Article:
Kieran Cooke is a branch officer in Chingford and Woodford Green Conservatives, a former County Councillor candidate and an educational adviser.

The current media and public discourse is filled with concerns and challenges around getting young people back into schools and the lost learning that has occurred due to school closures.

However at the same time, new opportunities have arisen which benefit schools and young people but have received little airtime. These opportunities are due to the quick response and innovative ways that the school system as a whole – from individual teachers in their classrooms to those leading the education system – have reacted over the course of the pandemic to date.

In April 2019, the Government published its strategy to help improve and increase the effective use of technology in education. Little did it know at the time how important this would be in supporting pupils’ learning during the period of school closures.

The rate at which schools, and the education system as a whole, adapted and innovated to provide online learning opportunities for young people was impressive. Covid-19 has accelerated progress in the use of technology in education at a rate that was not imagined prior to the pandemic. This has required educators to improve their digital skills, helping them to future-proof their own skill-set in using technology to improve learning for all.

Of course the missing ingredient here, as highlighted by school closures, is the lack of equity of access to digital technologies for all young people. Prior to the pandemic, there were many ideas around reimagining the future of learning.

But this pandemic has moved that conversation on significantly, by necessity. The Government now has the opportunity to continue this progress in the use of education technology to support improved learning outcomes for all. This will shift learning from something that happens in a physical classroom to a blended model on a more permanent basis, as well as future-proof the education system and prepare young people for the increasingly digital workplace and society.

Another strategy that has benefitted from a ‘turbo-charge’ during the pandemic has been the Government’s Teacher Recruitment and Retention Strategy to address the need for more teachers who then remain in the profession.

Applications to the teaching profession have soared in this period, with UCAS’ latest data indicating that between June 15 and July 20, there were 91 per cent more applications to teacher training compared to the same period last year. Encouragingly, this increase includes shortage subjects such as physics and maths, which are going to be crucial for the long-term Covid-19 recovery and our future economy.

While some of this is because of the economic downturn in the private sector, it is also likely to be due to an increase in society’s perception of teachers due to them having excelled in ‘their moral duty’ to keep schools open for key workers’ children and vulnerable children and the sense of fulfilment and increased insights of parents in teaching their own children.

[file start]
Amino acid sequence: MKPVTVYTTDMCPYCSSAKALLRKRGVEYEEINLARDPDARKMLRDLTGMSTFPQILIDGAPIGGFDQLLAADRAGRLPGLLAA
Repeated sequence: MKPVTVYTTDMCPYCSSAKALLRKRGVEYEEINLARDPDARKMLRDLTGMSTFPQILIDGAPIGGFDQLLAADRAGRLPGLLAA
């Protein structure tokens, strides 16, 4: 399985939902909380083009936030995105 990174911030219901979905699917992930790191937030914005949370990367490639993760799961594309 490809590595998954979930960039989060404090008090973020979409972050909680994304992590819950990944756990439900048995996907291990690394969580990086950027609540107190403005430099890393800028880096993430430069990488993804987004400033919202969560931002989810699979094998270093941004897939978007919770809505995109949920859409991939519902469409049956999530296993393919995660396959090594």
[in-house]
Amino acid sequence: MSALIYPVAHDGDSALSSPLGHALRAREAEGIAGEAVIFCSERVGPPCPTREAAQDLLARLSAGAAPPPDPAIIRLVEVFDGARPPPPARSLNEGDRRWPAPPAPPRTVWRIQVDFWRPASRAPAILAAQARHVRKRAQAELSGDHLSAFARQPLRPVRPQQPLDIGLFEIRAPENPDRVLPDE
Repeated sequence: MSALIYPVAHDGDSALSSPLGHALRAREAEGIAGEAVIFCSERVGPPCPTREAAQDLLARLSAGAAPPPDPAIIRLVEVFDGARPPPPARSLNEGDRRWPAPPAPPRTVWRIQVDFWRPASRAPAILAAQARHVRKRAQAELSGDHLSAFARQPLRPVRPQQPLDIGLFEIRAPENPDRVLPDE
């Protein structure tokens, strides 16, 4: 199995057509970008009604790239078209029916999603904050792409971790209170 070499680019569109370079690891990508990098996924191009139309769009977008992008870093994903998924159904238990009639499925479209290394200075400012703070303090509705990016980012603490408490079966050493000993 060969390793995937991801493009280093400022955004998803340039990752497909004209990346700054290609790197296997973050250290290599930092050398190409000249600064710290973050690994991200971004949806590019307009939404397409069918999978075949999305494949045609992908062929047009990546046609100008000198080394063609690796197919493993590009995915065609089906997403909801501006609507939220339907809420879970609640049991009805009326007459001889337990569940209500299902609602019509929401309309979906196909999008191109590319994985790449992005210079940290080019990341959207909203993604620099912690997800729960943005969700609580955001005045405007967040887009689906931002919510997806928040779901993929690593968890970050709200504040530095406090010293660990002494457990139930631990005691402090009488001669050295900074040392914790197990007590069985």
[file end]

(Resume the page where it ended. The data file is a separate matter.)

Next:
This improved perception of the teaching profession is long overdue and a key characteristic of the highest performing education systems globally. We now need to build upon this opportunity by supporting these teachers throughout their career with high-quality professional development and conducive working cultures, thereby retaining them within the profession.

Perhaps the biggest opportunity to have come out of the situation is how schools and the learning of young people have risen up the political agenda and in the public’s mind. Getting all young people back into school as a non-negotiable priority has reminded everyone of the fundamental importance of schools beyond just learning.

For many young people, school is where they feel safe, feed themselves and develop emotionally and socially. While this has always been recognised, the Coronavirus pandemic has highlighted just how important this is.

For example, there was a 32 per cent increase in contact with the NSPCC during lockdown and an estimated 2.3 million young people have not completed any school work during school closures. This shows how vital it is for decision makers to continue the investment and support for schools and that is why the Prime Minister’s recent announcement on the increase in per pupil funding is welcome.

That way schools can continue to fulfil their key role in contributing to the long term recovery from Covid-19 by upskilling and preparing all young people to contribute to rebuilding the economy and wider society.

So while not underestimating the challenges that schools, the education system and most importantly young people themselves have faced over the last few months, let us not lose sight of the opportunities that have been realised. By building on these, the education system will bounce-back better and give itself a head start in improving outcomes for all young people.